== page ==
During the first three days I was at Parris Island, I was not allowed to sit down, let alone sleep. After three days of standing at attention on the ‘yellow footprints’ or standing at attention in the JRC barracks (in FRONT of perfectly good racks (bunks, for you civilians), we were ‘herded’ like cattle, carrying footlockers and seabags containing almost 100 pounds of gear, across the depot to our barracks.

Throughout recruit training, Marine recruits in 1969 were forced to stand at attention for hours at a time, often punctuated by seemingly impossible bouts of physical exercise. (I recall once being ordered, “bends and ******** [can’t say what WE called them — but they were four-count squat thrusts] one MILLION of them. Ready. . . Begin!”)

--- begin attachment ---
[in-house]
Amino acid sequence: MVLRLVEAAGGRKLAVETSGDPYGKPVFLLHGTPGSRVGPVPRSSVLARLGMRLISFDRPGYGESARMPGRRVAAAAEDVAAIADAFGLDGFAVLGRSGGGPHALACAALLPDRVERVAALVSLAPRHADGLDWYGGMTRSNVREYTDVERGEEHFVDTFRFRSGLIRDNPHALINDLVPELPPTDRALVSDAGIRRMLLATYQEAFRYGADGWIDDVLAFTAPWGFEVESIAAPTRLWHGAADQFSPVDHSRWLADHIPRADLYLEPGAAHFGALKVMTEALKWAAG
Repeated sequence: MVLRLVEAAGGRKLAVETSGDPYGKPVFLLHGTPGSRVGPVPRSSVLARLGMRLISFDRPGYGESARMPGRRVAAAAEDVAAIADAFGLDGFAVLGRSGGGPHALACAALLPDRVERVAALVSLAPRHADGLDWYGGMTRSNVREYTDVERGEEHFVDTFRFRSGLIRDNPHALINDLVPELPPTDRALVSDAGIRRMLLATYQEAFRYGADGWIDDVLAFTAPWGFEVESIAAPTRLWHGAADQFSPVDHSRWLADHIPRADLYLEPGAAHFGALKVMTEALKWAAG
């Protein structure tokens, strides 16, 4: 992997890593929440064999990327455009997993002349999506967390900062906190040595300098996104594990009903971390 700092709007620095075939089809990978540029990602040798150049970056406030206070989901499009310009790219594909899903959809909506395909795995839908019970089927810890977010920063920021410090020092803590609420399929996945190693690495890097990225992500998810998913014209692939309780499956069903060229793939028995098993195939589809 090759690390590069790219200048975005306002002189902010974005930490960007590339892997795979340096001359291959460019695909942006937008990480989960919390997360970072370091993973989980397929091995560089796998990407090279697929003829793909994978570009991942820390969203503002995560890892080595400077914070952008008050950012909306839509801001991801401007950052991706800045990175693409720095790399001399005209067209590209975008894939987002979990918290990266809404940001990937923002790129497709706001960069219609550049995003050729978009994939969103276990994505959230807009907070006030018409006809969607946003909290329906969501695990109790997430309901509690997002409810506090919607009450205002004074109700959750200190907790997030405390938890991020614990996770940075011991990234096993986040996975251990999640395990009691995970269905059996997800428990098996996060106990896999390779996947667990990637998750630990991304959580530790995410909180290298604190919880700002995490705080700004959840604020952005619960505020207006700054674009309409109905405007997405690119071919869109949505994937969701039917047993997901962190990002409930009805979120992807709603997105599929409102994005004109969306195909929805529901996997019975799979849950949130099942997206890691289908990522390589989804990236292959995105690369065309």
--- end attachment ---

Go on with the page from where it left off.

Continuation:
We didn’t actually have to do a million of them. What it really meant was that we would PT until the last man dropped.

I went to Parris Island in January. At 0430, it was around eighteen degrees. We would stand outside in the freezing weather at attention, before being marched to the drill circle where we would then run laps equalling three miles.

THEN we would march to the mess hall for breakfast.

By mid-day, the temps in South Carolina would climb into the eighties sometimes, even in winter. Marine recruits would PT for hours in the heat. And there was a particularly nasty punitive exercise called “up and over shoulders” usually reserved for an infraction involving a weapon.

I once dropped my rifle and experienced “up and over shoulders.” The exercise involved raising the rifle over one’s head, bringing it down once in front, and once behind one’s head, over and over, faster and faster, until at last, you’d bring the thing down ON your head, knocking off a few sparks in the process. I nearly knocked myself cold. I had a bump that lasted a week.